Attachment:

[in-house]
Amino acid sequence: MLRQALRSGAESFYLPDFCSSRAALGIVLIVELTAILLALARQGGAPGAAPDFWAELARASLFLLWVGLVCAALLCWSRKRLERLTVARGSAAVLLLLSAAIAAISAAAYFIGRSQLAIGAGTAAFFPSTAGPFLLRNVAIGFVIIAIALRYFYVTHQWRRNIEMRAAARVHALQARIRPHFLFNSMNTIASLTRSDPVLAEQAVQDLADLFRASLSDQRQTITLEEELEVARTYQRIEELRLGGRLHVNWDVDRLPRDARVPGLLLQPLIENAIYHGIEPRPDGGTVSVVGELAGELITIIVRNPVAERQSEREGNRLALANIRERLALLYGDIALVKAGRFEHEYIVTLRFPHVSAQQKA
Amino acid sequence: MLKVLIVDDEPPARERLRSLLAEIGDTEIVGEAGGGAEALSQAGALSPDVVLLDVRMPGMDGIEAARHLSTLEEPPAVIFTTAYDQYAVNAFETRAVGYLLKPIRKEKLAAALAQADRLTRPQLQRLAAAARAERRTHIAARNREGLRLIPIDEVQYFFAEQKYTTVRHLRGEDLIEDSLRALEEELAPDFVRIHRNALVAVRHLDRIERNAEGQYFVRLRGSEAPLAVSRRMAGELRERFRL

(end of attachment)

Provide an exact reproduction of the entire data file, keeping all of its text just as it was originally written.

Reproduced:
[in-house]
Amino acid sequence: MLRQALRSGAESFYLPDFCSSRAALGIVLIVELTAILLALARQGGAPGAAPDFWAELARASLFLLWVGLVCAALLCWSRKRLERLTVARGSAAVLLLLSAAIAAISAAAYFIGRSQLAIGAGTAAFFPSTAGPFLLRNVAIGFVIIAIALRYFYVTHQWRRNIEMRAAARVHALQARIRPHFLFNSMNTIASLTRSDPVLAEQAVQDLADLFRASLSDQRQTITLEEELEVARTYQRIEELRLGGRLHVNWDVDRLPRDARVPGLLLQPLIENAIYHGIEPRPDGGTVSVVGELAGELITIIVRNPVAERQSEREGNRLALANIRERLALLYGDIALVKAGRFEHEYIVTLRFPHVSAQQKA
Amino acid sequence: MLKVLIVDDEPPARERLRSLLAEIGDTEIVGEAGGGAEALSQAGALSPDVVLLDVRMPGMDGIEAARHLSTLEEPPAVIFTTAYDQYAVNAFETRAVGYLLKPIRKEKLAAALAQADRLTRPQLQRLAAAARAERRTHIAARNREGLRLIPIDEVQYFFAEQKYTTVRHLRGEDLIEDSLRALEEELAPDFVRIHRNALVAVRHLDRIERNAEGQYFVRLRGSEAPLAVSRRMAGELRERFRL